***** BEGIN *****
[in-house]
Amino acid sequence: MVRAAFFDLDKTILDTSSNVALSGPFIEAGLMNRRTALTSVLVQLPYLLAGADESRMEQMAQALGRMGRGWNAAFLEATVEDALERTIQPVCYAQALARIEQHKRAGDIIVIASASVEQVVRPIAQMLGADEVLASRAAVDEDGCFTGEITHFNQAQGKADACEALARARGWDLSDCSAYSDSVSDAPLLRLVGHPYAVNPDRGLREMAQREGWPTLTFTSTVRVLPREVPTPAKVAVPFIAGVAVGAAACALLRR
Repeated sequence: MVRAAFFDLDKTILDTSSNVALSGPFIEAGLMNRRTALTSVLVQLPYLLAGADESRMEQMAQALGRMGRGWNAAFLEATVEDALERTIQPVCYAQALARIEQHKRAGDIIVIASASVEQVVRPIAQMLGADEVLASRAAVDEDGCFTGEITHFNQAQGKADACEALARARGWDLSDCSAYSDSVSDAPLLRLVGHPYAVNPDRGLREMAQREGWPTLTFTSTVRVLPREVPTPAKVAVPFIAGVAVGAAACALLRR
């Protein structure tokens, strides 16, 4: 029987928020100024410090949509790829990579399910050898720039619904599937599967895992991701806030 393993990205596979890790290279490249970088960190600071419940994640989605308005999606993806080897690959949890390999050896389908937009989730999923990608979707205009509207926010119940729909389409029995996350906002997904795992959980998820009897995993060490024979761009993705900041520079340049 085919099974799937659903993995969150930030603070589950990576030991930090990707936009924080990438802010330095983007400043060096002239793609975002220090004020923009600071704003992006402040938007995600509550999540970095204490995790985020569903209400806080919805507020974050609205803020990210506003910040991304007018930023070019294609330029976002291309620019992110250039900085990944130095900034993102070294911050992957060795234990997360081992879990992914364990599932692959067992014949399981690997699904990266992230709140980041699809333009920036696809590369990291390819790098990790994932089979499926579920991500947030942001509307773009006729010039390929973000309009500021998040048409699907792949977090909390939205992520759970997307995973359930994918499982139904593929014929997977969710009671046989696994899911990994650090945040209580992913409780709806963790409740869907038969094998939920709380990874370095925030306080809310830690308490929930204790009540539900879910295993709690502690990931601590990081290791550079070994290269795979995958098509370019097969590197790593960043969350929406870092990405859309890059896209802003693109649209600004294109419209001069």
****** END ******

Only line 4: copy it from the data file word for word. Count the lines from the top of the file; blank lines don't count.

């Protein structure tokens, strides 16, 4: 029987928020100024410090949509790829990579399910050898720039619904599937599967895992991701806030 393993990205596979890790290279490249970088960190600071419940994640989605308005999606993806080897690959949890390999050896389908937009989730999923990608979707205009509207926010119940729909389409029995996350906002997904795992959980998820009897995993060490024979761009993705900041520079340049 085919099974799937659903993995969150930030603070589950990576030991930090990707936009924080990438802010330095983007400043060096002239793609975002220090004020923009600071704003992006402040938007995600509550999540970095204490995790985020569903209400806080919805507020974050609205803020990210506003910040991304007018930023070019294609330029976002291309620019992110250039900085990944130095900034993102070294911050992957060795234990997360081992879990992914364990599932692959067992014949399981690997699904990266992230709140980041699809333009920036696809590369990291390819790098990790994932089979499926579920991500947030942001509307773009006729010039390929973000309009500021998040048409699907792949977090909390939205992520759970997307995973359930994918499982139904593929014929997977969710009671046989696994899911990994650090945040209580992913409780709806963790409740869907038969094998939920709380990874370095925030306080809310830690308490929930204790009540539900879910295993709690502690990931601590990081290791550079070994290269795979995958098509370019097969590197790593960043969350929406870092990405859309890059896209802003693109649209600004294109419209001069």